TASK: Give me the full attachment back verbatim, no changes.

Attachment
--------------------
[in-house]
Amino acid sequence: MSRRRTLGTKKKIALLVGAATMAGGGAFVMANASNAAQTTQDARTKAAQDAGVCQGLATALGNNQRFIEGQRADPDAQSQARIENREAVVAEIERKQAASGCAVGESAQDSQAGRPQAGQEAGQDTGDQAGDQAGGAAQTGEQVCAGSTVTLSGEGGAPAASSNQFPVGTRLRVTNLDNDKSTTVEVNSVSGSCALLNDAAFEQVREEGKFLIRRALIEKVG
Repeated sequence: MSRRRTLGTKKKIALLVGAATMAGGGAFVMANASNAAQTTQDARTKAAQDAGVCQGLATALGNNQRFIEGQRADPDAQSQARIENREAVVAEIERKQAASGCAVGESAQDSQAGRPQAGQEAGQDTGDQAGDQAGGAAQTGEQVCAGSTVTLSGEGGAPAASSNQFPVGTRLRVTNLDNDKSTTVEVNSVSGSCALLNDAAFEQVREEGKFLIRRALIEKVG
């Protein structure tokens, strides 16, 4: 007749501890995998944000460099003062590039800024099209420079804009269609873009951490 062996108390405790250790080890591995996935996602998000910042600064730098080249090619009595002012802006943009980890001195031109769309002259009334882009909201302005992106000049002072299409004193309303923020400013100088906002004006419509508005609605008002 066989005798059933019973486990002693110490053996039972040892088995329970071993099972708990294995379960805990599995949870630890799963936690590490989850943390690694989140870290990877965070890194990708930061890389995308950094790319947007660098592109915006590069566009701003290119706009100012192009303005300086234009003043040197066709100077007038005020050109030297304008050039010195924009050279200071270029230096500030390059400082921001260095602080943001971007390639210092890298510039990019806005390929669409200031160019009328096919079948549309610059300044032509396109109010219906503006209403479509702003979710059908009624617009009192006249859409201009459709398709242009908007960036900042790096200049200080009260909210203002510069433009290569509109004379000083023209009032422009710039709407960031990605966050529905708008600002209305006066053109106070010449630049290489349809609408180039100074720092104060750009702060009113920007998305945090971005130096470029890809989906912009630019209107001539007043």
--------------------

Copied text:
[in-house]
Amino acid sequence: MSRRRTLGTKKKIALLVGAATMAGGGAFVMANASNAAQTTQDARTKAAQDAGVCQGLATALGNNQRFIEGQRADPDAQSQARIENREAVVAEIERKQAASGCAVGESAQDSQAGRPQAGQEAGQDTGDQAGDQAGGAAQTGEQVCAGSTVTLSGEGGAPAASSNQFPVGTRLRVTNLDNDKSTTVEVNSVSGSCALLNDAAFEQVREEGKFLIRRALIEKVG
Repeated sequence: MSRRRTLGTKKKIALLVGAATMAGGGAFVMANASNAAQTTQDARTKAAQDAGVCQGLATALGNNQRFIEGQRADPDAQSQARIENREAVVAEIERKQAASGCAVGESAQDSQAGRPQAGQEAGQDTGDQAGDQAGGAAQTGEQVCAGSTVTLSGEGGAPAASSNQFPVGTRLRVTNLDNDKSTTVEVNSVSGSCALLNDAAFEQVREEGKFLIRRALIEKVG
């Protein structure tokens, strides 16, 4: 007749501890995998944000460099003062590039800024099209420079804009269609873009951490 062996108390405790250790080890591995996935996602998000910042600064730098080249090619009595002012802006943009980890001195031109769309002259009334882009909201302005992106000049002072299409004193309303923020400013100088906002004006419509508005609605008002 066989005798059933019973486990002693110490053996039972040892088995329970071993099972708990294995379960805990599995949870630890799963936690590490989850943390690694989140870290990877965070890194990708930061890389995308950094790319947007660098592109915006590069566009701003290119706009100012192009303005300086234009003043040197066709100077007038005020050109030297304008050039010195924009050279200071270029230096500030390059400082921001260095602080943001971007390639210092890298510039990019806005390929669409200031160019009328096919079948549309610059300044032509396109109010219906503006209403479509702003979710059908009624617009009192006249859409201009459709398709242009908007960036900042790096200049200080009260909210203002510069433009290569509109004379000083023209009032422009710039709407960031990605966050529905708008600002209305006066053109106070010449630049290489349809609408180039100074720092104060750009702060009113920007998305945090971005130096470029890809989906912009630019209107001539007043």